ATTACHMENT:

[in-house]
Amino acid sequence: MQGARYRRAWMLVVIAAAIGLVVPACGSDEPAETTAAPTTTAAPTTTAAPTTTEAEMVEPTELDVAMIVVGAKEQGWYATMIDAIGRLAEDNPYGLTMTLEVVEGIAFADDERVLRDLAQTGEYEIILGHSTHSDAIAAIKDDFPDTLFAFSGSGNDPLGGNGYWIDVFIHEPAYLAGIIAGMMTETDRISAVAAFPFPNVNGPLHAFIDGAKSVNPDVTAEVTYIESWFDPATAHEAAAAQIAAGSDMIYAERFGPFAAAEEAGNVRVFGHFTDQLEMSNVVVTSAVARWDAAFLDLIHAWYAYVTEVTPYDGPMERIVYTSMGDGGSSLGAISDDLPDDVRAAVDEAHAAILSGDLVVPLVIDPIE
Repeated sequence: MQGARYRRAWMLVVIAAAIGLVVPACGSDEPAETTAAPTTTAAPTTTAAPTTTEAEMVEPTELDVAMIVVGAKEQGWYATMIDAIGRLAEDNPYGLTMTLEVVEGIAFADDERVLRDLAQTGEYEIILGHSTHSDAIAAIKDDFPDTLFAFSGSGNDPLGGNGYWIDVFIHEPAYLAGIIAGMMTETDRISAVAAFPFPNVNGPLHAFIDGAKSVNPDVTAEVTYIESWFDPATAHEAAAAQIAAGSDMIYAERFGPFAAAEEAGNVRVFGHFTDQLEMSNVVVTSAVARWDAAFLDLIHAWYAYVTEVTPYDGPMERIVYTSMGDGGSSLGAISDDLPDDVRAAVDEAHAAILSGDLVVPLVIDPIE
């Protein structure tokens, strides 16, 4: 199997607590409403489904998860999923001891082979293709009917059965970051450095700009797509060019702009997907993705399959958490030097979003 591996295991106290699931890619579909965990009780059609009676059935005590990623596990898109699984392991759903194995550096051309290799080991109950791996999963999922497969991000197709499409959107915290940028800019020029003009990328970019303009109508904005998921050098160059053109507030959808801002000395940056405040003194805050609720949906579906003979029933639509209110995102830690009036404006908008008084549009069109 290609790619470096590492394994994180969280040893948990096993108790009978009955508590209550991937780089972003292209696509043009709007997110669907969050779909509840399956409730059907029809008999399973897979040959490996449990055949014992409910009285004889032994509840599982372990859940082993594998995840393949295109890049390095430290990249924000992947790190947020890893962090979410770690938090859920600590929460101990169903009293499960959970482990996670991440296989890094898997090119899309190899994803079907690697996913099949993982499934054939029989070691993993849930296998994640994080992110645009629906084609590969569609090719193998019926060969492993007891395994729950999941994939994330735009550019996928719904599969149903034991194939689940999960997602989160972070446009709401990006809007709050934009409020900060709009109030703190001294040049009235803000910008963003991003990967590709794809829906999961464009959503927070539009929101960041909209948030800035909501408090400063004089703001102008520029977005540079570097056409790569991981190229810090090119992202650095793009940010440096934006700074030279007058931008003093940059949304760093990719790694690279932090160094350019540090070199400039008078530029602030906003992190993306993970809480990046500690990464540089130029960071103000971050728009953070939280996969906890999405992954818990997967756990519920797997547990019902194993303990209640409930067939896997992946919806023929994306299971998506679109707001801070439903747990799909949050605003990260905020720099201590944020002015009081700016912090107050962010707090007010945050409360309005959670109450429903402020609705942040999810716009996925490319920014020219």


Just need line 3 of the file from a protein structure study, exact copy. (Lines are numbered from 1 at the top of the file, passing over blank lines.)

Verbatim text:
Repeated sequence: MQGARYRRAWMLVVIAAAIGLVVPACGSDEPAETTAAPTTTAAPTTTAAPTTTEAEMVEPTELDVAMIVVGAKEQGWYATMIDAIGRLAEDNPYGLTMTLEVVEGIAFADDERVLRDLAQTGEYEIILGHSTHSDAIAAIKDDFPDTLFAFSGSGNDPLGGNGYWIDVFIHEPAYLAGIIAGMMTETDRISAVAAFPFPNVNGPLHAFIDGAKSVNPDVTAEVTYIESWFDPATAHEAAAAQIAAGSDMIYAERFGPFAAAEEAGNVRVFGHFTDQLEMSNVVVTSAVARWDAAFLDLIHAWYAYVTEVTPYDGPMERIVYTSMGDGGSSLGAISDDLPDDVRAAVDEAHAAILSGDLVVPLVIDPIE